Thirty-nine UBS analysts seeking insight into the burgeoning electric-car industry acquired a Chevrolet Bolt — and broke it into parts.
The teardown of the Bolt, assisted by automotive specialist Munro & Associates, was the basis of what would be one of UBS’s most popular research reports this year: a deep dive into how the global automobile industry and its feeder industries could be disrupted by the rise of electric vehicles, based on a piece-by-piece analysis of what went into the making of the mass-market Bolt.
“It was about trying to understand the implications of the Tesla models,” explains Barry Hurewitz, global chief operating officer of UBS Group Research. “It turned out it was much cheaper to produce the cars than our analysts had thought going into it.”
In fact, $4,600 cheaper — a finding that led the UBS analysts to raise their estimation of the profitability of electric vehicles, as well as to re-examine the effects of the growing market on traditional auto-parts suppliers.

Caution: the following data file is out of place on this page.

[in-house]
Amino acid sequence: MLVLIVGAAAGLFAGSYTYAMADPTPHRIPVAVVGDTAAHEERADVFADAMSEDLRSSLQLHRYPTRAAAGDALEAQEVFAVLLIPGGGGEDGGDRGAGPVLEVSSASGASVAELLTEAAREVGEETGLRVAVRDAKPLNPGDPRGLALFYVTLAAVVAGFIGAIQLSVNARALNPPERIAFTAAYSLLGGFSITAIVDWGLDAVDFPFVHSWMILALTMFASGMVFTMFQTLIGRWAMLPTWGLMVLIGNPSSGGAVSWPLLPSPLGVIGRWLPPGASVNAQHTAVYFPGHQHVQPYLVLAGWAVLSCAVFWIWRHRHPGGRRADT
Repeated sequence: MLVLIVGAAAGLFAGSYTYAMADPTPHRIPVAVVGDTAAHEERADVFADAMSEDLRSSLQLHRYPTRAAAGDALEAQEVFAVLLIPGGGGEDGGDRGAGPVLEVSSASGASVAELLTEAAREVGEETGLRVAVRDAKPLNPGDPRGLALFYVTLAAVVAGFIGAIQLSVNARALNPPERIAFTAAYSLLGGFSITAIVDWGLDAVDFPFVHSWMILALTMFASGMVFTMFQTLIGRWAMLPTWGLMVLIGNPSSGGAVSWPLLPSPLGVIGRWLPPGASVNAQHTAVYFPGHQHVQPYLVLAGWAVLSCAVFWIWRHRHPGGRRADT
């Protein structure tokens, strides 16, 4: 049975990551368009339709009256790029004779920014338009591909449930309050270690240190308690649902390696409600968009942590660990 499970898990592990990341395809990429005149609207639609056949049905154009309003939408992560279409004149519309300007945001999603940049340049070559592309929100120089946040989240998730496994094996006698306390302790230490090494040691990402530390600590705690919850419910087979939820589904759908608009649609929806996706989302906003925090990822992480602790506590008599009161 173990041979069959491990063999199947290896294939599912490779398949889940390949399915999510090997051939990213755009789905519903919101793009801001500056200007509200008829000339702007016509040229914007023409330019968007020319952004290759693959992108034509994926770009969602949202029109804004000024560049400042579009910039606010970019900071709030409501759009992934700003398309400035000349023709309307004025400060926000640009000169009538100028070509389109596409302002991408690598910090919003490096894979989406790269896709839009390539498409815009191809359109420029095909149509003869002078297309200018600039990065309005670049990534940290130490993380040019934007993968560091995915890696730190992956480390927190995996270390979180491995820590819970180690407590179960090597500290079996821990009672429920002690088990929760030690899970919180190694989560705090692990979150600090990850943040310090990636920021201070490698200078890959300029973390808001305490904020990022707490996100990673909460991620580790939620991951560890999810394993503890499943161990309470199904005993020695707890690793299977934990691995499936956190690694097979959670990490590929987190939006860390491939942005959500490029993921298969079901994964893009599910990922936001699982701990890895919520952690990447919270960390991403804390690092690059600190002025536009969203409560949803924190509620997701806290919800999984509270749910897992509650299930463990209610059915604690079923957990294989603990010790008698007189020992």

It also made clients happy. Although UBS took third place in Institutional Investor’s 2017 Top Global Research Firms ranking, which includes fixed-income research, it placed first in global equities research. With a total of 162 positions across II’s 2017 equity research surveys, the firm rose to the top of the global equities category from second place last year and fourth place in 2015.
Bank of America Merrill Lynch, the best-ranked equity research firm in 2016, slid to second place with 150 team positions, down from 157 last year. Meanwhile, JPMorgan Chase & Co. — the top-rated research firm overall, including all regions and categories — placed third in equities research. The Bolt project was just one of around 2,000 reports produced this year by UBS’s Evidence Lab, a group launched four years ago to better incorporate tools like quantitative market research, digital footprint analysis, data science, geospatial analysis, and statistical modeling into the firm’s investment research.
“We have experts and specialists doing the heavy lifting,” Hurewitz says. “An analyst isn’t a geospatial expert; they’re not experts in [programming language] Python. For the first time, analysts are being expected to collaborate with other specialists.”
The goal, Hurewitz adds, is to uncover data — “evidence” — that supports an analyst’s view.
Four years into this revamp of UBS’s research department, led by global research head Juan-Luis Perez after he joined UBS from Morgan Stanley in 2013, the firm is gaining recognition from money managers around the globe as one of the world’s best equity research firms.
“The secret is not data; it’s not even the analysts,” Hurewitz says. “It’s creating new ways of thinking.”